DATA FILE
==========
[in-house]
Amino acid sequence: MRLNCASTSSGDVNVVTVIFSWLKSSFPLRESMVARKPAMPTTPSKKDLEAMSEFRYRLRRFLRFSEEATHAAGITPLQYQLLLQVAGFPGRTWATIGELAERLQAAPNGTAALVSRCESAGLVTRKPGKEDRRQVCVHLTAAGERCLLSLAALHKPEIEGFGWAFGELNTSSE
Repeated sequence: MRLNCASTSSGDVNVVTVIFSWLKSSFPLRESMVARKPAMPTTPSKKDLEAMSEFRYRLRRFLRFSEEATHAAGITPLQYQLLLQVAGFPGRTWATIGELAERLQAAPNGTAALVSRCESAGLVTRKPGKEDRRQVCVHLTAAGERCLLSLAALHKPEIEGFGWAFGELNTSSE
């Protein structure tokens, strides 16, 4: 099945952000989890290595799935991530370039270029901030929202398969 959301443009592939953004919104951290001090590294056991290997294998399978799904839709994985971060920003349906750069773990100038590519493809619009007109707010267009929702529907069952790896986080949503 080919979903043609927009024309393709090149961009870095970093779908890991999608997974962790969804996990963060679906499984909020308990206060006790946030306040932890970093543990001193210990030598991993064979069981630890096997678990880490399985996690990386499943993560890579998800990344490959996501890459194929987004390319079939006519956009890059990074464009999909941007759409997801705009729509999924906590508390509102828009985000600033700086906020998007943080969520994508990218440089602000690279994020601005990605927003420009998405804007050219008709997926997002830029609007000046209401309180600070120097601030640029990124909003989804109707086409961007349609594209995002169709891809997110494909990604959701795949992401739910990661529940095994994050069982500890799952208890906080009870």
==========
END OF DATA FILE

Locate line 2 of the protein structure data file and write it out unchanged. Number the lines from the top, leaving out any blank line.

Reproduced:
Amino acid sequence: MRLNCASTSSGDVNVVTVIFSWLKSSFPLRESMVARKPAMPTTPSKKDLEAMSEFRYRLRRFLRFSEEATHAAGITPLQYQLLLQVAGFPGRTWATIGELAERLQAAPNGTAALVSRCESAGLVTRKPGKEDRRQVCVHLTAAGERCLLSLAALHKPEIEGFGWAFGELNTSSE